WRITING LIFE: Writing the Daughter by Amanda Moore

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As a high school writing teacher, I frequently quote Anne Lamott to students who are worried about writing unflattering things about their parents or friends. She says, “You own everything that happened to you. Tell your stories. If people wanted you to write warmly about them, they should have behaved better.”

It feels important to give young writers permission to document and push back against the social and parental forces that shape their lives. But an adult writing about one’s child is a different thing entirely. Sure, I own every temper tantrum I’ve had to parent, every mean word my now 13-year-old daughter has uttered to me. Does that ownership give me carte blanche to project those images of her into the world, especially at her age, when she’s still figuring out many things about herself?

When I was a new mother, I was lucky to have time to bathe, breathe or read—much less to write poetry. When I did find the time, my daughter would appear as an abstract version of herself: not so much a character of fact but the impetus of my various undoings. She was significant only in how she highlighted my shifts in temperament or catalyzed revelations. Because these poems were predominantly about me, I never thought twice about putting them in the public sphere. In truth, I wrote them to claim my part in a broader discourse.

When my daughter was seven or eight years old, she decreed I could no longer take and post photos of her—no matter how adorable the self-styled hair—on social media. It was an incredibly mature request and one that was easy to respect; what an invasion it was for me to record and disseminate her first forays into individualism to an audience she couldn’t see or fathom. My poetry practice isn’t the same as my social media practice, however. My craft is my own, though it also can have an audience. My daughter couldn’t have known enough to ask me to use equal discretion in publishing my work, and, because I saw it as inherently mine, I didn’t think to offer it to her.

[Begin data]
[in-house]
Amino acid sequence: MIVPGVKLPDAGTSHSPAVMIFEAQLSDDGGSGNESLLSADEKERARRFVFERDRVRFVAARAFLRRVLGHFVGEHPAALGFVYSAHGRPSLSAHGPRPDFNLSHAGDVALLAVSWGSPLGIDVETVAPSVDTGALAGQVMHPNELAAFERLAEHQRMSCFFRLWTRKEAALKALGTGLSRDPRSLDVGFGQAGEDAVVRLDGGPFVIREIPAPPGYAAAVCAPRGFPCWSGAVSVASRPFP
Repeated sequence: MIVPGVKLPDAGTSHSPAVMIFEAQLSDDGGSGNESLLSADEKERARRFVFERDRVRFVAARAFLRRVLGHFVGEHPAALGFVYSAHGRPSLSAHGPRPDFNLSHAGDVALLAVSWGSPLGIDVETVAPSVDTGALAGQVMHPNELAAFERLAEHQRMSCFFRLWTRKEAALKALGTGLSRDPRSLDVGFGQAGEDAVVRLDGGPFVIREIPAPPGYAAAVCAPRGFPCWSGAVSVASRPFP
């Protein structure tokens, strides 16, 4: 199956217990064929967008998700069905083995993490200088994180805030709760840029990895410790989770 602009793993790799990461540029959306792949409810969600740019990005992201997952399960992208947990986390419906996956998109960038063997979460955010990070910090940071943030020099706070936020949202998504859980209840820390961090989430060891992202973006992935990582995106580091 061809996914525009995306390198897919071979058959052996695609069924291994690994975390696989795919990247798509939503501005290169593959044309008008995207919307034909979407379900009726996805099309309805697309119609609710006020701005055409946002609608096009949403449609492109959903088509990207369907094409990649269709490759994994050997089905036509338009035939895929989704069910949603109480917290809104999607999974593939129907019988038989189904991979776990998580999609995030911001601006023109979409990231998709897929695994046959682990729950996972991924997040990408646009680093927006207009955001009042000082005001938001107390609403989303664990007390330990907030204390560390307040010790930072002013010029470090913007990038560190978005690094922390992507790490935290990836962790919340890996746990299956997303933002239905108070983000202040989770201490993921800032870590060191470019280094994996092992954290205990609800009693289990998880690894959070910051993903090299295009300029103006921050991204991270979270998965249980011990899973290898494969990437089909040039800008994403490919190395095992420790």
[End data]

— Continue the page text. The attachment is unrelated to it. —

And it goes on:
I recently published a lyric essay, which braids the depiction of my waning body during cancer treatment with that of my daughter’s waxing body during puberty. It didn’t occur to me to think about how she would receive it, or even if she would or should know it existed. It had been a difficult piece to write, and I was proud when it was picked up almost immediately.

When my daughter asked if she could see it, I flushed with the sudden realization of how it might land with her. I watched with trepidation as she read, grimacing a bit and shifting in her seat. “It’s good, Mom,” she said, at last, wanting to support me. Then she admitted her discomfort. She rightly questioned who would have access to this essay, who else would see this version of her, shy and confused as she grappled with her growing breasts and obliviousness to my illness and suffering. In my eyes, I had written a piece that reflected my body’s battle and the way hers mirrored it; to her, I had exposed her private blossoming.